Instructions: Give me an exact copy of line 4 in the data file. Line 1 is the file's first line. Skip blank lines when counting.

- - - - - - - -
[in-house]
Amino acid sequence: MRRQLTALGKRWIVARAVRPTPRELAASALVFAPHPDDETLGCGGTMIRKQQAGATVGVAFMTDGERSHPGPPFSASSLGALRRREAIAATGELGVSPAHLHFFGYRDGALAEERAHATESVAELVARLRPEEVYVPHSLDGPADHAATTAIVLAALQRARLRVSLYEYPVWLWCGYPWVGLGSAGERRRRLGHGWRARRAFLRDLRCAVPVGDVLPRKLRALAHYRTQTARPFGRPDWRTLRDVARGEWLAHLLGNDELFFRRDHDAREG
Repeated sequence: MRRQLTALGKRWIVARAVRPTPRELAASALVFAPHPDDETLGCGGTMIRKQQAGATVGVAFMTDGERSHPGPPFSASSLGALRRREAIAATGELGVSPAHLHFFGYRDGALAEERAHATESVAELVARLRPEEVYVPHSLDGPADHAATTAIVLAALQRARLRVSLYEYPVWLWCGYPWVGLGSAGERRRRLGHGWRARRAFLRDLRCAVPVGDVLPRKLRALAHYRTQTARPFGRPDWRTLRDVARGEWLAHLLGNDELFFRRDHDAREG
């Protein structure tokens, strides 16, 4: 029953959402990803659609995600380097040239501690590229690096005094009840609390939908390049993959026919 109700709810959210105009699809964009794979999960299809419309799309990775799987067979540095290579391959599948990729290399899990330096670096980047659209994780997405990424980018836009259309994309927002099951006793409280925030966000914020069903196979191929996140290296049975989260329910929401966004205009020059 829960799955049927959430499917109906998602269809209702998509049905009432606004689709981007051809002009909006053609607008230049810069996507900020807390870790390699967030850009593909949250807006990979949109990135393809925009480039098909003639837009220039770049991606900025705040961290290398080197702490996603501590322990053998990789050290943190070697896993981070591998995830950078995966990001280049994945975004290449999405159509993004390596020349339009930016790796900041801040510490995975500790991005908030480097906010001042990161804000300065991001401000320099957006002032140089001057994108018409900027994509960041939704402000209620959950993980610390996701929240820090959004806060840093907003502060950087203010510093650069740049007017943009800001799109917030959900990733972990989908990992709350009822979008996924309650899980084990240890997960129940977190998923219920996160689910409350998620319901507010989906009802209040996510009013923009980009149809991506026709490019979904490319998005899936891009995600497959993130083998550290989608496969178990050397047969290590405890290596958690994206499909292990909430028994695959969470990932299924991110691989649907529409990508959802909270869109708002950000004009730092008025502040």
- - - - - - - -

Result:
């Protein structure tokens, strides 16, 4: 029953959402990803659609995600380097040239501690590229690096005094009840609390939908390049993959026919 109700709810959210105009699809964009794979999960299809419309799309990775799987067979540095290579391959599948990729290399899990330096670096980047659209994780997405990424980018836009259309994309927002099951006793409280925030966000914020069903196979191929996140290296049975989260329910929401966004205009020059 829960799955049927959430499917109906998602269809209702998509049905009432606004689709981007051809002009909006053609607008230049810069996507900020807390870790390699967030850009593909949250807006990979949109990135393809925009480039098909003639837009220039770049991606900025705040961290290398080197702490996603501590322990053998990789050290943190070697896993981070591998995830950078995966990001280049994945975004290449999405159509993004390596020349339009930016790796900041801040510490995975500790991005908030480097906010001042990161804000300065991001401000320099957006002032140089001057994108018409900027994509960041939704402000209620959950993980610390996701929240820090959004806060840093907003502060950087203010510093650069740049007017943009800001799109917030959900990733972990989908990992709350009822979008996924309650899980084990240890997960129940977190998923219920996160689910409350998620319901507010989906009802209040996510009013923009980009149809991506026709490019979904490319998005899936891009995600497959993130083998550290989608496969178990050397047969290590405890290596958690994206499909292990909430028994695959969470990932299924991110691989649907529409990508959802909270869109708002950000004009730092008025502040």